Worry #2 is "Investors are Way too Optimistic" and we'll skip that since it's silly. They are only too optimistic if they are wrong and, as I often say to Members – sometimes the reason 99% of the people are on the same side of a bet is simply because it's obvious. When the Fed stops dropping $85Bn a month into the Economy and 150,000 people a month aren't being hired and when Corporations stop reporting record earnings – DESPITE the recession in Europe – THEN I would say Investors are too optimistic but not buying into your bearish premise does not make me an optimist – maybe just a realist.
Worry #3 – "The Economic Data Are Stalling Out." In Europe, yes, in Asia, no, in the US, no way. In fact, the long-suffering Empire State Manufacturing Index just surprised up at 10.04 today, way higher than the -1.75 expected and up from -7.8 prior. New orders were up 20.49 points and shipments jumped 10 points to 13.08 and, of course, prices paid rose to 26.26 but we'll discuss inflation later. Like the Fiscal Cliff, Sequestration and the Debt Ceiling may cut the legs out from under this rally but we can cover that with some hedging – fear of things that haven't happened is not a good reason to run from the markets – as the bears learned in November (well, some of them did).
Record gas prices are mentioned but what all these analysts seem to miss is the 10% drop in demand and we can simplify that by assuming people are getting 10% better mileage on the average car or have found ways to drive 10% less and consume 10% less energy in their home Either way, unless the "record" gas prices are 10% higher than they were (they are not), then what all these clever analysts claim is a net negative for the consumer is actually a net POSITIVE as consumers don't care what they pay per gallon – they care what they pay per fill-up or per month in their energy bills. If you charged me $50 a gallon for gas but I only needed one gallon a month – how is that impacting me negatively?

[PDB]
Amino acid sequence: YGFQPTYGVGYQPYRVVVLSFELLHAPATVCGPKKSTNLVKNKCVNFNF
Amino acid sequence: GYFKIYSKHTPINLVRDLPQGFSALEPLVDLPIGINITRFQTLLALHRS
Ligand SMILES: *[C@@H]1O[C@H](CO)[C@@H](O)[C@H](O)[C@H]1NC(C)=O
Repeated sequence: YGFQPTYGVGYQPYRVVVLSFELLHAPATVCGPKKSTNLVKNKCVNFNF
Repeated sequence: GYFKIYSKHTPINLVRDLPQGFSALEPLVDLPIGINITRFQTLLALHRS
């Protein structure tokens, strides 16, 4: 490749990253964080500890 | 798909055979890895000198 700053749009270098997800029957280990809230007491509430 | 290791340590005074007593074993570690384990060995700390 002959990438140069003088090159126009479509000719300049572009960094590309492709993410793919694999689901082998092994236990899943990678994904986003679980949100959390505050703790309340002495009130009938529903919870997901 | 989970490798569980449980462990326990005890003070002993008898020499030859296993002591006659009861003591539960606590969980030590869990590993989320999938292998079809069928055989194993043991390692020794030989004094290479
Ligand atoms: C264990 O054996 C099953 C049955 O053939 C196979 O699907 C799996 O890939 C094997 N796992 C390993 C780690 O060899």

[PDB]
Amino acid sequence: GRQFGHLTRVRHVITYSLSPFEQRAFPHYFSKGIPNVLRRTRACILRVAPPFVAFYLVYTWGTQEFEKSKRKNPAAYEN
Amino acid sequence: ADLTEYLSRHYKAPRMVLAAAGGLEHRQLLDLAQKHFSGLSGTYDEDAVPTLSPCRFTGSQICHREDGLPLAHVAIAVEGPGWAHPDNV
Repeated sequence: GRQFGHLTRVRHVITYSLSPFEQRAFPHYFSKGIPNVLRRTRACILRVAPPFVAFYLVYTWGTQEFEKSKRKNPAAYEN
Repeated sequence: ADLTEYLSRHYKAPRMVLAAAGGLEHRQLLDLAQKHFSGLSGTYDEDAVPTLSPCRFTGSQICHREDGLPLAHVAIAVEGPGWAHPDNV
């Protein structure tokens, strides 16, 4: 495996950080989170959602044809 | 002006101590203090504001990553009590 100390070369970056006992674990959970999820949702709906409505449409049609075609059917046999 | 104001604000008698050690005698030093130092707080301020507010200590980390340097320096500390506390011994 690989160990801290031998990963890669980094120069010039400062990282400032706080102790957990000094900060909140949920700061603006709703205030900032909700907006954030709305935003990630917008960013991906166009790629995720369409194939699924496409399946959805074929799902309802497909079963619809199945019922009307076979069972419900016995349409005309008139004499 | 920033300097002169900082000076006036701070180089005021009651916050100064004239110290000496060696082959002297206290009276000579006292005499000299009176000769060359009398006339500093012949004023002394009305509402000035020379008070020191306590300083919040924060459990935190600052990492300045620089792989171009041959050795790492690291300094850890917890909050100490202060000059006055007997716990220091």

OPEC (and the NYMEX crooks) have totally screwed themselves by keeping prices so high for so long. They have destroyed demand in a way that will never come back and, even worse, they have set the planet firmly on the path to alternate, renewable energy. We've been very publicly, very short on oil so take my commentary from that perspective but, even as I write this, we are having yet another $1,000 per contract morning shorting oil off the $97.50 line we've been playing for two weeks. We also have longer-term SCO and USO trades looking for bigger moves down but I think we are on very solid fundamental footing here.
Worry #4 is a good one and, since it's 9:20 I'm going to pause here and finish this article over the weekend. "Fewer Stocks are Moving Up" is a legitimate technical concern regarding rally exhaustion but I question the very brief time-frame (30 days) – especially as we're clearly consolidating along the top of long-term ranges so, of course we are taking a breather here – a healthy one perhaps. As I said above (and have been saying all year) – we MUST watch our levels and keep our emotions in check.